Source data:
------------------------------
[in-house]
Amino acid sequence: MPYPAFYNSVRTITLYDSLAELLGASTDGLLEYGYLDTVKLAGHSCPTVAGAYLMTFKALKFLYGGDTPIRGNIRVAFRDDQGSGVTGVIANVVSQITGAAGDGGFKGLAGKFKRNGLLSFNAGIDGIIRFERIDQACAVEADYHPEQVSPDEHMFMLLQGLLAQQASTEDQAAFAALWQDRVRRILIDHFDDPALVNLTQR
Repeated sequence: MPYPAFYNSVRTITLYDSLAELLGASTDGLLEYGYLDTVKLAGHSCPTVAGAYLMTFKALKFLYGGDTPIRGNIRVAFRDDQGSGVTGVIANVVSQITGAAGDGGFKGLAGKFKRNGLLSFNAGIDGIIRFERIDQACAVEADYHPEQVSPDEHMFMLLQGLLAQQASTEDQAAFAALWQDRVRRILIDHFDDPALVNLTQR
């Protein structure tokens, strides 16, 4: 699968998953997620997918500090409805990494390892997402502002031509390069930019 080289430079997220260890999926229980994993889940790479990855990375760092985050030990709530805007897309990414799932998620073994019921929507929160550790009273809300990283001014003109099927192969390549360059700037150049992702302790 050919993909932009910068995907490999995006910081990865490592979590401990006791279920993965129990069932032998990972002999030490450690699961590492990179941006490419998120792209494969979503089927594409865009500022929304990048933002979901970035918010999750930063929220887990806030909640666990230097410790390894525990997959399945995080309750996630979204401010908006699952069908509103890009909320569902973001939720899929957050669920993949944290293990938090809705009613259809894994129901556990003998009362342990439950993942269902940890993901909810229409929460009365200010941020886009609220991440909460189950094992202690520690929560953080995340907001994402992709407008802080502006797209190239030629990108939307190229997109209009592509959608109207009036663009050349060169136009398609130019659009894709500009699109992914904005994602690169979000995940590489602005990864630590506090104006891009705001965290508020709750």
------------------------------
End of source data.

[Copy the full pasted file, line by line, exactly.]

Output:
[in-house]
Amino acid sequence: MPYPAFYNSVRTITLYDSLAELLGASTDGLLEYGYLDTVKLAGHSCPTVAGAYLMTFKALKFLYGGDTPIRGNIRVAFRDDQGSGVTGVIANVVSQITGAAGDGGFKGLAGKFKRNGLLSFNAGIDGIIRFERIDQACAVEADYHPEQVSPDEHMFMLLQGLLAQQASTEDQAAFAALWQDRVRRILIDHFDDPALVNLTQR
Repeated sequence: MPYPAFYNSVRTITLYDSLAELLGASTDGLLEYGYLDTVKLAGHSCPTVAGAYLMTFKALKFLYGGDTPIRGNIRVAFRDDQGSGVTGVIANVVSQITGAAGDGGFKGLAGKFKRNGLLSFNAGIDGIIRFERIDQACAVEADYHPEQVSPDEHMFMLLQGLLAQQASTEDQAAFAALWQDRVRRILIDHFDDPALVNLTQR
């Protein structure tokens, strides 16, 4: 699968998953997620997918500090409805990494390892997402502002031509390069930019 080289430079997220260890999926229980994993889940790479990855990375760092985050030990709530805007897309990414799932998620073994019921929507929160550790009273809300990283001014003109099927192969390549360059700037150049992702302790 050919993909932009910068995907490999995006910081990865490592979590401990006791279920993965129990069932032998990972002999030490450690699961590492990179941006490419998120792209494969979503089927594409865009500022929304990048933002979901970035918010999750930063929220887990806030909640666990230097410790390894525990997959399945995080309750996630979204401010908006699952069908509103890009909320569902973001939720899929957050669920993949944290293990938090809705009613259809894994129901556990003998009362342990439950993942269902940890993901909810229409929460009365200010941020886009609220991440909460189950094992202690520690929560953080995340907001994402992709407008802080502006797209190239030629990108939307190229997109209009592509959608109207009036663009050349060169136009398609130019659009894709500009699109992914904005994602690169979000995940590489602005990864630590506090104006891009705001965290508020709750």